Resident Itinerant Drifter, With Apologies to the Yearning in my Chest for a Place to Hang my Hat

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I. Impostor’s Summer

I brought no pictures to hang on the wall.
Before I left, I cut my hair
and saw for the first time a woman whose body
I could stand to walk around in, a woman sure
of herself, so I know I’m not the girl in the pictures.
I try to draw cold, hard lines between here and there.

Besides, I don’t need the pictures:
the woods outside my window are my father,
the moonlight my mother, the books I read my siblings.

In the sticky heat of July afternoon, caught
in a rare moment of levity, I pen a letter
and send it home — no reply.

I am no bird — wayfarer, woodland creature,
woman I am, nothing more, or less —
and no net ensnares me. But I want to float
up and out of myself and into the song
of the bluebird. Tu-a-wee.

I paint a picture for my mother, the real one,
and she hangs it in the bathroom in the house
I grew up in. Home? No, that isn’t it, at all.

II. Autumn Untethering

Thanksgiving is late this year. The trees
are nearly bare
except for the maples
burning a full, deep red
like the flame of a phoenix before it turns
to ashes,
and the crumbling stretch highway to my parents’ house
is a tired, sweeping immensity that I can spread myself out across
with no definite shape until I reach the horizon
and then some
or disappear entirely, unraveling like the seam
of a well-worn sweater,
trailing all the places I’ve been.

At supper, I am either full or starving depending on who asks,
and we sit in rigid chairs and try to not let ourselves spill into each other.

I am searching for some semblance of settling but there are only corridors
to the spaces in between the spaces in between, pieces of myself kept in boxes
lining the hallways — for continency’s sake, in case the next rendering of myself
doesn’t pan out.
One of these days, I’ll have to take them with me when I go, pile every last one into the trunk of my car and drive back down the highway to God knows where—I try to draw cold, hard lines between here and there.

  Everything around me is dying
or making itself scarce, 

the pieces that won’t make it through winter.

III. T.S. Eliot in January

If I go out bare-skinned, sleepwalking into the morning,
the bite of the air feels almost like being held, almost,
if I stand stock-still and clench my fists, cleave
to January’s shaky breath, clutching it between my fingers.

“My whole life I’ve been lonely,”
said to no one in particular,
and I am answered with the echoing steps
of my own feet on stone streets. I keep my eyes fixed there¬—
to look another in the eyes is to admit to the vacancy
of my own gaze (to have squeezed the universe into a ball,
to roll it towards some overwhelming question).

At six years old, maybe seven, I’d walk beside the fence during recess, following it back and forth, eyes fixed before my feet, humming. Would it have been worthwhile to have kept my gaze forward, to face the weight of the eyes on me? I try to draw cold, hard lines between here and there.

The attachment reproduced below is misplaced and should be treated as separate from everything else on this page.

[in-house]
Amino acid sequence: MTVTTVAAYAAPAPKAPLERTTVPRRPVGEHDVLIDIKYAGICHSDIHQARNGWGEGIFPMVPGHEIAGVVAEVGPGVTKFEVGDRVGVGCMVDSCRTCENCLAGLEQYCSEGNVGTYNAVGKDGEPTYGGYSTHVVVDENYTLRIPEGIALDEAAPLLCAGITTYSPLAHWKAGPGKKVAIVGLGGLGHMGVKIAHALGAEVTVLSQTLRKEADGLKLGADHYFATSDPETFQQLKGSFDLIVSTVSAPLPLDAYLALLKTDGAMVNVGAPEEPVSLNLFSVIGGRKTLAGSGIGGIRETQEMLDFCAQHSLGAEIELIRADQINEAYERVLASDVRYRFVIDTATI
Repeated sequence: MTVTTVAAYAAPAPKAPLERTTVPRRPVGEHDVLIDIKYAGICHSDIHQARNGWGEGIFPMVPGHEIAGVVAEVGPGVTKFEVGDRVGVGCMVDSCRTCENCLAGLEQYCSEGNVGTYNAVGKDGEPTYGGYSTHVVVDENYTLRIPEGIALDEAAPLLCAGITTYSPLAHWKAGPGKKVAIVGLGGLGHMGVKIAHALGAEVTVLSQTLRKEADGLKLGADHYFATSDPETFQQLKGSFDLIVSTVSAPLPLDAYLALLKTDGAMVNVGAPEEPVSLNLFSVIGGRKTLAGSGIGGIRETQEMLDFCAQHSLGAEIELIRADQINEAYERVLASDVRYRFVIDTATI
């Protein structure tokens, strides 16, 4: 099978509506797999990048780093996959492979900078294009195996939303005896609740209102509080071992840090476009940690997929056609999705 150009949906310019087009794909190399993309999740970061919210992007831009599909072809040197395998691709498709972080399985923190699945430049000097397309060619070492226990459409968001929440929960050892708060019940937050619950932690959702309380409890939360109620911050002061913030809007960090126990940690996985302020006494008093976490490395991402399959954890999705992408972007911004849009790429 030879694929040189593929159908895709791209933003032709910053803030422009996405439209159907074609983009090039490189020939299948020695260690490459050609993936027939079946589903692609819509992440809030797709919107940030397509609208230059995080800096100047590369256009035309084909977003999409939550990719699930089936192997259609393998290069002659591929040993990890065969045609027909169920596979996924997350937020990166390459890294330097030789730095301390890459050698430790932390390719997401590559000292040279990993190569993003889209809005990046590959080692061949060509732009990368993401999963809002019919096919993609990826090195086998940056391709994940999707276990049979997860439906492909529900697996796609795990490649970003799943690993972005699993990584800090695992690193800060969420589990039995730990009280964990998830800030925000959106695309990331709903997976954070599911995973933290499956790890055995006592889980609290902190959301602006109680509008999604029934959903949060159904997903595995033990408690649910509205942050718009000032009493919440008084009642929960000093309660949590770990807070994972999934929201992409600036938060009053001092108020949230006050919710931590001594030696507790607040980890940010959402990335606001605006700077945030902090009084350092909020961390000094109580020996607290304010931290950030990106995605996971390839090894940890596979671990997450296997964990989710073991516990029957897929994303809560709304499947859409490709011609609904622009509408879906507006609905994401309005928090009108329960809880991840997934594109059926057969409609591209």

On my birthday in an empty house, I sit at the piano
and pick at a melody I thought I’d buried.
(That corpse you planted last year in your garden, /has it begun to sprout?)

Winter has a way of smothering the bones
so that by its end they’re almost like that of a bird —
hollow and frail, brittle under pressure but apt for flight.

IV. Spring — or Recurring Apocalypses

While it’s still windy, before the heavy heat comes,
I linger a while longer in the bright quiet of the morning
to knock the frost off the words I buried alive last year.
(Prayers? Confessions? No, prospective longings
waiting to take root).

    I dreamt I was in Eden the day before the world 

fell apart. Mine was the first sin, a temptation
not of taste or knowledge but of ownership,
the gripping illusion that I could claim a garden
as my own, to draw cold, hard lines between here and there.

The pines are teetering, laughing and screaming
in the wind, and I wish I was one of them.
I could stay here, plant myself on the forest floor
and see what takes. But I am in the business of vagrancy.

V. Incarnation

The last summer before I move away, I am watching myself
from the outside, putting all the people I’ve been into neatly packed boxes.
There are no cold, hard lines, only streams of water flowing into each other.

I pack the pictures, trade something nebulous
for the palpability of the strange tragedy of home
and the warm advent of body.

Originally from upstate South Carolina, Mary Shelley Reid is a queer writer and seminarian currently residing in Princeton, New Jersey, where she is pursuing a Master of Divinity at Princeton Theological Seminary. Reid also hold a B.A. from Furman University in Creative Writing and Religion. She is particularly interested in the intersection of poetry, spirituality, and identity, which is reflected in the pieces I’ve chosen to submit to Novus.

NOVUS Literary and
Arts Journal
Lebanon, TN